Celebrities rule the roost as every third brand uses celebrities with varying degrees of popularity inflicting varying degrees of damage to the advertiser’s wallet. India and its advertising have come a long way like ‘Virginia Slims’ — a far cry from the days of using Leela Chitnis for Lux in 1941.

Unbundle, consolidate or perish

As for the agency business itself, the days of 15 per cent commission and 85 per cent confusion have gone. More and more agencies work on reduced commissions and some on retainers. The full service agency is a thing of the past, a bit like full houses in test matches in the sub-continent. The agency share of the pie is shrinking as clients use identity experts, event companies, media agencies, PR companies, creative shops, packaging consultants and brand advisors on a regular basis. The agency is being seen as a provider of ‘creative services’ and often enough not a partner. The reduced earnings make it difficult to get the talent that clients want and yet refuse to pay for, which is adding to the stress. The core competency of the agency is still the ability to produce great TV commercials that make a difference.

The agency business has changed and will continue to change in front of our very eyes. The agency business needs to take a closer look at itself and maybe find answers to some questions that are perhaps easier to ask than to answer, but here goes:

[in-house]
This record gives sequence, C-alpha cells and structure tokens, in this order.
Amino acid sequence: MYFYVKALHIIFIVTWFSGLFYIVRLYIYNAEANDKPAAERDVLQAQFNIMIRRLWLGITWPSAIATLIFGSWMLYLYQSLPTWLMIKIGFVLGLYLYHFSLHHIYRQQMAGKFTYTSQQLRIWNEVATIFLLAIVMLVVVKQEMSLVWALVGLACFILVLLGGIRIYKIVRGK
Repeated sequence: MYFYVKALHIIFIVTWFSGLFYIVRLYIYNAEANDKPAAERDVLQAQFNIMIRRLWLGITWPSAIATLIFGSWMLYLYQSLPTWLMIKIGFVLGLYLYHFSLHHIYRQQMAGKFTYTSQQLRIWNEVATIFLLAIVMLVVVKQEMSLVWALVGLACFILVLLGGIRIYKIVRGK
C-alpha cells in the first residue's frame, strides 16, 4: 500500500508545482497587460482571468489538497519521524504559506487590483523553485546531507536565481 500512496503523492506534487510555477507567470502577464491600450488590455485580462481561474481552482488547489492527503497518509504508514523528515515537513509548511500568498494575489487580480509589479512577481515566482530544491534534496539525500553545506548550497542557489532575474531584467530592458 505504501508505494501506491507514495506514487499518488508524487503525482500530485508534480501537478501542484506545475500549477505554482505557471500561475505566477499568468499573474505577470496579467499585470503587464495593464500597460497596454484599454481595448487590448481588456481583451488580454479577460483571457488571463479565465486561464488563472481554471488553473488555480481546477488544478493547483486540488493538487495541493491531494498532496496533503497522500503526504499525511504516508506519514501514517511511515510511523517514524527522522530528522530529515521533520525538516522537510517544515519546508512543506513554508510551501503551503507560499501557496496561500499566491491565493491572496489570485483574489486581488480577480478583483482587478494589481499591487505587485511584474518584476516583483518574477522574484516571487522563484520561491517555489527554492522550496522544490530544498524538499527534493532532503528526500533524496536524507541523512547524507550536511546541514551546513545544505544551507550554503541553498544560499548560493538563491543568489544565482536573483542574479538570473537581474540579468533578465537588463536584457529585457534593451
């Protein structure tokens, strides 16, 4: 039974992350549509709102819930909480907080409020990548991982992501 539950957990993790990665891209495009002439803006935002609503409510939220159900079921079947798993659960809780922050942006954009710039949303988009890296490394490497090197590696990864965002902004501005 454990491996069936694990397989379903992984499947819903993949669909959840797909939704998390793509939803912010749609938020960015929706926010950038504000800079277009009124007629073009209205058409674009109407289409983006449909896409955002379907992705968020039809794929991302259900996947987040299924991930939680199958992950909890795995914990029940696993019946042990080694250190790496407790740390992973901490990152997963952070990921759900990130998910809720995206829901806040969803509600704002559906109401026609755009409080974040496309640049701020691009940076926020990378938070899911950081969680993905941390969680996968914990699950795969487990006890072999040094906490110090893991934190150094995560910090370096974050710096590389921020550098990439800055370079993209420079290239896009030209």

Are agencies truly partnering their clients, or are they living in hope?
Does the agency understand new media such as digital and mobile or is it merely looking the other way?
How much time and money are agencies investing in training their people to serve clients better?
How well does the agency understand and apply the other allied communication services?
What is the strategy to get better people into the business?

These are not great times to be in business. But this is, perhaps, the time for serious introspection. It generally needs a good crisis to get people thinking about important stuff that can make a difference to their future. Let’s not waste this opportunity to worry about the future now. That way we will, at least, have a future.

(Ramanujam Sridhar is CEO, brand-comm, and the author of Googly - Branding on Indian Turf.)

Wednesday, August 19, 2009

Brand India needs a champion

It is common for products, services and even organizations to brand themselves. Very often these branding exercises are done after extensive research to understand what consumers want, followed by carefully crafted positioning and slick communication, all adding up to a coherent promotion for the brand. This coupled with a number of value propositions which the brand owners provide along with the service experience creates an image for brands in the minds and hearts of consumers. There is also another important aspect to successful brands. Brands have custodians who guide their destiny and constantly worry about the image of the brand and they keep pushing their teams to come up with activities that add to the image of the brand. Associations are carefully nurtured and those that might dilute the brand’s equity are quickly eliminated. Nothing is left to chance and the environment is carefully monitored for things that are unexpected. There is almost paranoia about what the competition does or even contemplates doing. Smart brand managers too know that branding is not only about identity and advertising, though they are important too, but about the whole customer experience connected with the brand. Experts on branding claim that any thing can and will become a brand - whether it is a product, a company, a service, a person or even a place. Right now all of us are in India, a country which has developed significantly over the six odd decades of its independence and yet